Did you know this about environmental construction?
Proper management of soil and construction aggregate masses brings economic and environmental benefits. However, there are too few suitable sites for the temporary storage of soil and aggregates.
For every construction project we need soil and aggregate, but very rarely can it be obtained on site or even close by. Usually, the aggregate travels a long way before it is processed into construction materials such as asphalt or crushed stone. The volumes that are transported are huge, says YIT’s environmental manager Jame Welin.
“For example, in metro and underground car park construction sites, the excavated volumes can be up to 100,000 cubic metres. Even in smaller building sites we are talking about large volumes of up to 10,000 m3.”
Recycling refers to the transfer of soil and aggregate between construction sites. In this way, there is no need to quarry the aggregate. For example, if several construction projects are under way in Helsinki, aggregate can be transferred between the sites instead of being transported from outside the metropolitan area.
“This will reduce emissions, as well as disruptions to traffic caused by logistics,” Welin says.
A construction site may be accumulating huge heaps of land while at the same time other sites are in desperate need of more construction aggregate. Welin mentions mass balance, referring to the ideal situation where there is neither shortage nor surplus of aggregate at construction sites. If necessary, masses are shifted directly between construction sites, but this is not an optimal solution. Digital tools can be used to find room for small volumes of aggregate at construction sites, but there usually is no room for larger volumes.
“It is difficult to store heaps of soil and aggregate on a construction site to wait for use on the next site. We need more recycling areas where the surplus can be transported and then delivered where needed. Such multi-hectare areas for intermediate storage of soil cannot be easily found in the Helsinki metropolitan area.”
Not all soil is of equal value, and there are differences in aggregates. Only first-class aggregate that is hard enough to withstand the traffic wear is suitable on the road surface. Clay, on the other hand, is rarely transferred from one site to another, as there is more than enough clay everywhere. The usefulness of clay is greatly enhanced when it is first stabilised by adding a stabilising agent such as cement or ash. This increases its load-bearing capacity so that it can be used for creating landforms, for example.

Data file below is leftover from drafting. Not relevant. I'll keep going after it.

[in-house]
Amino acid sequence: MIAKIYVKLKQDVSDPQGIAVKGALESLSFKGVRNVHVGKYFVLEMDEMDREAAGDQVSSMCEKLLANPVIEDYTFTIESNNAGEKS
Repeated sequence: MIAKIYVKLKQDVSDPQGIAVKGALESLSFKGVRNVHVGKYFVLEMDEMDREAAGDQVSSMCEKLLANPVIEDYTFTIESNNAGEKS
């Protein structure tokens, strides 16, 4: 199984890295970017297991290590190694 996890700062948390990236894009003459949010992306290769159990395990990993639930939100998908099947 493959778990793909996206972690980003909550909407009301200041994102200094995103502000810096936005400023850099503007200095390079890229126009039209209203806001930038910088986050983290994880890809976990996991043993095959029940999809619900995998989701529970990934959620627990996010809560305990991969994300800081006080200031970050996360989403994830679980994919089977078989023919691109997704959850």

Sometimes the soil is contaminated and cannot be used as such. Contaminated soil temporarily blocks construction in the area affected, but the situation can be remedied through decontamination, as Mikko Moilanen, Construction Manager at YIT, explains.
“Soil can be contaminated for many reasons, such as spillage of oil, metals or solvents. Old landfills and industrial sites are typical examples of sites that must always be decontaminated before construction begins.”
Contaminated soil can be partially cleaned on site, but most of the fine material is transported to special facilities for decontamination. Rock, or mineral aggregates, can be sorted on site, crushed and then used as crushed stone.
Decontamination is often a huge task. Moilanen tells that YIT is currently in the process of decontaminating a 5,000-m2 site in Hermanni, which will later be used for the construction of an apartment block.
“The decontamination work will take from four to six months. In the pre-war years, the Hermanni area housed wood-treatment facilities, and now we find impregnated wood and other waste there.”
A site in its own class is Verkkosaari in Kalasatama, where homes and offices will be built. Before the construction work can begin, the site has to undergo a massive decontamination process.
“The decontamination alone will take four years. The area contains a terrible amount of wood waste. It remains to be seen whether there is enough capacity in the southern Finland to receive all that waste,” Moilanen says.
The methods of soil recycling and decontamination have remained relatively unchanged, and new technologies have hardly changed the industry. One major change has been that the importance of soil recycling has now been widely recognised, as sustainable development has become an increasingly important theme in the construction industry.
“Previously, soil was shuffled back and forth without any proper management. The situation changed when the City of Helsinki started managing the soil masses and made huge savings. From Helsinki the practice then spread to the rest of Finland,” Welin explains.
According to Welin, it is increasingly important that information on shortages and surpluses and the quality of the soils in question is passed between construction sites. Proper management of soil and construction aggregate masses brings economic and environmental benefits. However, as mentioned above, there is a big but resolvable challenge, namely zoning, in the way of the new approach.
“The problem is with zoning: we do not have enough recycling sites for intermediate storage. This often hinders action, even if there is a desire and the required expertise in the field,” Welin sums up.